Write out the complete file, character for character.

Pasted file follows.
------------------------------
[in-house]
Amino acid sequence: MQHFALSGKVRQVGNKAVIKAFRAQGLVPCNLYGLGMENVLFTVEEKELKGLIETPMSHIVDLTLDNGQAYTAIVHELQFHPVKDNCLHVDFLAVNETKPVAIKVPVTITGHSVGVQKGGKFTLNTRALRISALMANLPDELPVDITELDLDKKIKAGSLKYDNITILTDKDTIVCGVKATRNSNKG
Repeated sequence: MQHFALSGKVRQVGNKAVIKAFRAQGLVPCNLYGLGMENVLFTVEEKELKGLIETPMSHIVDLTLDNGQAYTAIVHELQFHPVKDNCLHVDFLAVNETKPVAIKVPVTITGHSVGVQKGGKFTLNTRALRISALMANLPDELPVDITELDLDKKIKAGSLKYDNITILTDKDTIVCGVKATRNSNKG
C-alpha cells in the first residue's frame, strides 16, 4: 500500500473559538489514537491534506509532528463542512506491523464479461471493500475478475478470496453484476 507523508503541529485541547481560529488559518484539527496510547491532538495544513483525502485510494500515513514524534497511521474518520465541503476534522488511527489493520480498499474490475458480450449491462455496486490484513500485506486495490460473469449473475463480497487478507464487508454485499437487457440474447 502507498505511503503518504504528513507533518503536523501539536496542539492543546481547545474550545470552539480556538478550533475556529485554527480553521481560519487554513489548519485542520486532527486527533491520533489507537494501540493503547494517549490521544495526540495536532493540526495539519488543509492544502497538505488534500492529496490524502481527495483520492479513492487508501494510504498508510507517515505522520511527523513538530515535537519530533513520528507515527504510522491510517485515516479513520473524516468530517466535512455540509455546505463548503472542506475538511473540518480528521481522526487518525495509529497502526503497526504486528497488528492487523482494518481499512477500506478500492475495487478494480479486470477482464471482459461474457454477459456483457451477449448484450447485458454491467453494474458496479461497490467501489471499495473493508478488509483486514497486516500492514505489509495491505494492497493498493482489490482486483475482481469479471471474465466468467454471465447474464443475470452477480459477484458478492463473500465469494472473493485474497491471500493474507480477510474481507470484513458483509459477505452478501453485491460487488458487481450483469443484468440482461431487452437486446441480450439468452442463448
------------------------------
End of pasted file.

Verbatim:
[in-house]
Amino acid sequence: MQHFALSGKVRQVGNKAVIKAFRAQGLVPCNLYGLGMENVLFTVEEKELKGLIETPMSHIVDLTLDNGQAYTAIVHELQFHPVKDNCLHVDFLAVNETKPVAIKVPVTITGHSVGVQKGGKFTLNTRALRISALMANLPDELPVDITELDLDKKIKAGSLKYDNITILTDKDTIVCGVKATRNSNKG
Repeated sequence: MQHFALSGKVRQVGNKAVIKAFRAQGLVPCNLYGLGMENVLFTVEEKELKGLIETPMSHIVDLTLDNGQAYTAIVHELQFHPVKDNCLHVDFLAVNETKPVAIKVPVTITGHSVGVQKGGKFTLNTRALRISALMANLPDELPVDITELDLDKKIKAGSLKYDNITILTDKDTIVCGVKATRNSNKG
C-alpha cells in the first residue's frame, strides 16, 4: 500500500473559538489514537491534506509532528463542512506491523464479461471493500475478475478470496453484476 507523508503541529485541547481560529488559518484539527496510547491532538495544513483525502485510494500515513514524534497511521474518520465541503476534522488511527489493520480498499474490475458480450449491462455496486490484513500485506486495490460473469449473475463480497487478507464487508454485499437487457440474447 502507498505511503503518504504528513507533518503536523501539536496542539492543546481547545474550545470552539480556538478550533475556529485554527480553521481560519487554513489548519485542520486532527486527533491520533489507537494501540493503547494517549490521544495526540495536532493540526495539519488543509492544502497538505488534500492529496490524502481527495483520492479513492487508501494510504498508510507517515505522520511527523513538530515535537519530533513520528507515527504510522491510517485515516479513520473524516468530517466535512455540509455546505463548503472542506475538511473540518480528521481522526487518525495509529497502526503497526504486528497488528492487523482494518481499512477500506478500492475495487478494480479486470477482464471482459461474457454477459456483457451477449448484450447485458454491467453494474458496479461497490467501489471499495473493508478488509483486514497486516500492514505489509495491505494492497493498493482489490482486483475482481469479471471474465466468467454471465447474464443475470452477480459477484458478492463473500465469494472473493485474497491471500493474507480477510474481507470484513458483509459477505452478501453485491460487488458487481450483469443484468440482461431487452437486446441480450439468452442463448